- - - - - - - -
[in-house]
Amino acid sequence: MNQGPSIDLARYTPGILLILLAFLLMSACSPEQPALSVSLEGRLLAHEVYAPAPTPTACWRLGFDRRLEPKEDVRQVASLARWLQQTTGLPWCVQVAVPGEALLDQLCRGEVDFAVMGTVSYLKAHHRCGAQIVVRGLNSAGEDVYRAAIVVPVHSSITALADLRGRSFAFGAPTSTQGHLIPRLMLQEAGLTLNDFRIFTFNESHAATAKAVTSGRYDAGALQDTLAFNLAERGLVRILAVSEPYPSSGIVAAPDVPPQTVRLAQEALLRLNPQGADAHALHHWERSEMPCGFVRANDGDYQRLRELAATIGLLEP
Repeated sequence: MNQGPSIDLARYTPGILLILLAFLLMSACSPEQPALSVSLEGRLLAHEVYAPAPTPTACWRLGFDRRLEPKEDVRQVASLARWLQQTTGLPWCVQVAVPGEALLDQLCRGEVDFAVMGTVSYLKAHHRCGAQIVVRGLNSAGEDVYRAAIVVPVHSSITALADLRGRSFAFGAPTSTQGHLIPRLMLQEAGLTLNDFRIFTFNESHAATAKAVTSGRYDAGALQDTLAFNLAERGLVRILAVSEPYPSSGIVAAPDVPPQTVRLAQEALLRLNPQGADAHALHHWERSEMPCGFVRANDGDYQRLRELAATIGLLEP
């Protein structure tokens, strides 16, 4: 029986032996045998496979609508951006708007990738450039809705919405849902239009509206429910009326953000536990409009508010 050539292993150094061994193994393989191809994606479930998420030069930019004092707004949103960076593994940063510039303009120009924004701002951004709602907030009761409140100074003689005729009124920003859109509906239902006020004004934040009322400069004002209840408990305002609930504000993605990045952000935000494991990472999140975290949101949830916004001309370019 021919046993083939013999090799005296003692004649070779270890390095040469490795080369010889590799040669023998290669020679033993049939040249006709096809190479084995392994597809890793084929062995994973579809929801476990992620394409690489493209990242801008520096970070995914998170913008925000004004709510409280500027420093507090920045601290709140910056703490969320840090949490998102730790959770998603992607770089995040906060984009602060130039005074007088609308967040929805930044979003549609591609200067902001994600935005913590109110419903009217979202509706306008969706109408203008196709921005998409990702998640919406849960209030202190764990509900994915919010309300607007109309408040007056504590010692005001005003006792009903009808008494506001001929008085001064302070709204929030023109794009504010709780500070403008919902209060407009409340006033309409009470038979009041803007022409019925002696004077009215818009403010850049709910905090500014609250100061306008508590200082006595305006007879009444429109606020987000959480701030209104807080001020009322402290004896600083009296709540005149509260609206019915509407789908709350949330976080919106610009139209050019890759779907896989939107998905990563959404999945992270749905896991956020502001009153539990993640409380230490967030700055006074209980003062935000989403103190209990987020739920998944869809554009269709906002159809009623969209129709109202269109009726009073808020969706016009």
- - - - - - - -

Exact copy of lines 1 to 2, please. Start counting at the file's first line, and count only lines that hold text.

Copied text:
[in-house]
Amino acid sequence: MNQGPSIDLARYTPGILLILLAFLLMSACSPEQPALSVSLEGRLLAHEVYAPAPTPTACWRLGFDRRLEPKEDVRQVASLARWLQQTTGLPWCVQVAVPGEALLDQLCRGEVDFAVMGTVSYLKAHHRCGAQIVVRGLNSAGEDVYRAAIVVPVHSSITALADLRGRSFAFGAPTSTQGHLIPRLMLQEAGLTLNDFRIFTFNESHAATAKAVTSGRYDAGALQDTLAFNLAERGLVRILAVSEPYPSSGIVAAPDVPPQTVRLAQEALLRLNPQGADAHALHHWERSEMPCGFVRANDGDYQRLRELAATIGLLEP